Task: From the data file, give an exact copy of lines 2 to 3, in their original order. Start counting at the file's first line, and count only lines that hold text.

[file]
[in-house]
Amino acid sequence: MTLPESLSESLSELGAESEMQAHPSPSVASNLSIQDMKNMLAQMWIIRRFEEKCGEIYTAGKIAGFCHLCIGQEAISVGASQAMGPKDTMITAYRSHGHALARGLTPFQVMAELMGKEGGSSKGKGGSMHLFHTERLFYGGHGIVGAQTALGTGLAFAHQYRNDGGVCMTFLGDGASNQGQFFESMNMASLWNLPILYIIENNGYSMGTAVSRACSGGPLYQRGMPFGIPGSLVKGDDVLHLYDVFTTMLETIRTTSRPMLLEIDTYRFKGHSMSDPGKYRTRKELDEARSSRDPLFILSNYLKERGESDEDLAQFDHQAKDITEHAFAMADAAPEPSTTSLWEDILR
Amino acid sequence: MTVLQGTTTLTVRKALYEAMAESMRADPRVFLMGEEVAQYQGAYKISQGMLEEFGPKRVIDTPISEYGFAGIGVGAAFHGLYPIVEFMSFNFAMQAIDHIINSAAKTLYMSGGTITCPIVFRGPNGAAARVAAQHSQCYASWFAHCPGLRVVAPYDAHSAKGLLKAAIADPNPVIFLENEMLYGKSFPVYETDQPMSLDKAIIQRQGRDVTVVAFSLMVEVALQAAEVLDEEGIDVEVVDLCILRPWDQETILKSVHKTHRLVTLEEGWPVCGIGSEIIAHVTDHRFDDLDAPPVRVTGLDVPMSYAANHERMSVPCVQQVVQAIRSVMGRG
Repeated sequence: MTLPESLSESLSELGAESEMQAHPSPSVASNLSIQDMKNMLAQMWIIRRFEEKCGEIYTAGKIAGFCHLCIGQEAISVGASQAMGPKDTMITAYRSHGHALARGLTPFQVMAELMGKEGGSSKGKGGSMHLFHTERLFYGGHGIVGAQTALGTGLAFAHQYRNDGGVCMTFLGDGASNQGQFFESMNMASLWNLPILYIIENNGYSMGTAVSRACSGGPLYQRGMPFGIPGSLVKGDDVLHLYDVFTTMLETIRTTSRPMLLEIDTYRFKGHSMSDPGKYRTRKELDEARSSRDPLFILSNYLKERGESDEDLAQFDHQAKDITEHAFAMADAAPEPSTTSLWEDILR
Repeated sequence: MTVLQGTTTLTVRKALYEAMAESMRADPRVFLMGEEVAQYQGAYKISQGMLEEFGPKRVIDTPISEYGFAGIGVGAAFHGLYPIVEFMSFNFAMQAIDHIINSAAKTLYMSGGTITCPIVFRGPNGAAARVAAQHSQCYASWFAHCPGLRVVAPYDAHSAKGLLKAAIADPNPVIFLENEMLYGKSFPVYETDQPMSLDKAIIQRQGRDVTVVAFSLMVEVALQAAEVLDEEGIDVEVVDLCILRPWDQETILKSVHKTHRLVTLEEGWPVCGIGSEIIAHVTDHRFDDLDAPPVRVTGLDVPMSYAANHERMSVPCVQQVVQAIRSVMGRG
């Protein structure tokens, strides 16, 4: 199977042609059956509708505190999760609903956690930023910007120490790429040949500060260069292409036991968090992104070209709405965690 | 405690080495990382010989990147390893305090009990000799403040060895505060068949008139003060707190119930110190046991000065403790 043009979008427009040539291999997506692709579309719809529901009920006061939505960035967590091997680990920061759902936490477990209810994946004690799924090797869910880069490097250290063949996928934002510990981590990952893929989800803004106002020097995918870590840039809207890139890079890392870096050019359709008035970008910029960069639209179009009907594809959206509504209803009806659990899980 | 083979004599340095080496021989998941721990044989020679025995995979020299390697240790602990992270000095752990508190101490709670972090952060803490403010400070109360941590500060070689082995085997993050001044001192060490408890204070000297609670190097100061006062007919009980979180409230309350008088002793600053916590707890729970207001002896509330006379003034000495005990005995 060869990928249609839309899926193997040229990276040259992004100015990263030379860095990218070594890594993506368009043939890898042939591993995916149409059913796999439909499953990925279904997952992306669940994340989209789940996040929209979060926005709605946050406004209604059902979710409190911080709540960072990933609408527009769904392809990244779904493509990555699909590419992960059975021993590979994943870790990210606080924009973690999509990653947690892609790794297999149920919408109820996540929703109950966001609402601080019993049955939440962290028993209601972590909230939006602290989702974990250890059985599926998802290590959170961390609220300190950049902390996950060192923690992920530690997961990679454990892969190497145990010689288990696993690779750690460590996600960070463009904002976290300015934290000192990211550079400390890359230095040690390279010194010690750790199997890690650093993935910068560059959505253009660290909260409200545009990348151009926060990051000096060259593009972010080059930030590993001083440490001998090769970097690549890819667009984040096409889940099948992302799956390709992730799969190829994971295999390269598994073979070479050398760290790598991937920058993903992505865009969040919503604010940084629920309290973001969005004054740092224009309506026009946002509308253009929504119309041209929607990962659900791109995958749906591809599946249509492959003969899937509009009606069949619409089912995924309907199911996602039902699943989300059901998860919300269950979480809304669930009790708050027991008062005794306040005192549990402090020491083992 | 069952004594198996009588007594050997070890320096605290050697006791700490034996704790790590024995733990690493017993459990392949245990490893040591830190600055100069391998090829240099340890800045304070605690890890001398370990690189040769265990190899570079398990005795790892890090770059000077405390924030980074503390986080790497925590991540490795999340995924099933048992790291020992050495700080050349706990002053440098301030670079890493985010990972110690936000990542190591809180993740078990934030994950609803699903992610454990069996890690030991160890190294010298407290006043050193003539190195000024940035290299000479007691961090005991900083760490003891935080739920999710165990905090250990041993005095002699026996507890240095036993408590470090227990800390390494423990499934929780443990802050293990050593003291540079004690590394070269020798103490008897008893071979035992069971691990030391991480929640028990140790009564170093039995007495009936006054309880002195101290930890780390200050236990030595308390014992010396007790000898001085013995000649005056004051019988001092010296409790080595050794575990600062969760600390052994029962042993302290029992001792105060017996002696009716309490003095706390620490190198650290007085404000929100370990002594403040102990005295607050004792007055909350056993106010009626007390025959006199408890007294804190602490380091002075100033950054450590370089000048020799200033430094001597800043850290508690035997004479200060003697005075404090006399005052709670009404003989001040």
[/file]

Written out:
Amino acid sequence: MTLPESLSESLSELGAESEMQAHPSPSVASNLSIQDMKNMLAQMWIIRRFEEKCGEIYTAGKIAGFCHLCIGQEAISVGASQAMGPKDTMITAYRSHGHALARGLTPFQVMAELMGKEGGSSKGKGGSMHLFHTERLFYGGHGIVGAQTALGTGLAFAHQYRNDGGVCMTFLGDGASNQGQFFESMNMASLWNLPILYIIENNGYSMGTAVSRACSGGPLYQRGMPFGIPGSLVKGDDVLHLYDVFTTMLETIRTTSRPMLLEIDTYRFKGHSMSDPGKYRTRKELDEARSSRDPLFILSNYLKERGESDEDLAQFDHQAKDITEHAFAMADAAPEPSTTSLWEDILR
Amino acid sequence: MTVLQGTTTLTVRKALYEAMAESMRADPRVFLMGEEVAQYQGAYKISQGMLEEFGPKRVIDTPISEYGFAGIGVGAAFHGLYPIVEFMSFNFAMQAIDHIINSAAKTLYMSGGTITCPIVFRGPNGAAARVAAQHSQCYASWFAHCPGLRVVAPYDAHSAKGLLKAAIADPNPVIFLENEMLYGKSFPVYETDQPMSLDKAIIQRQGRDVTVVAFSLMVEVALQAAEVLDEEGIDVEVVDLCILRPWDQETILKSVHKTHRLVTLEEGWPVCGIGSEIIAHVTDHRFDDLDAPPVRVTGLDVPMSYAANHERMSVPCVQQVVQAIRSVMGRG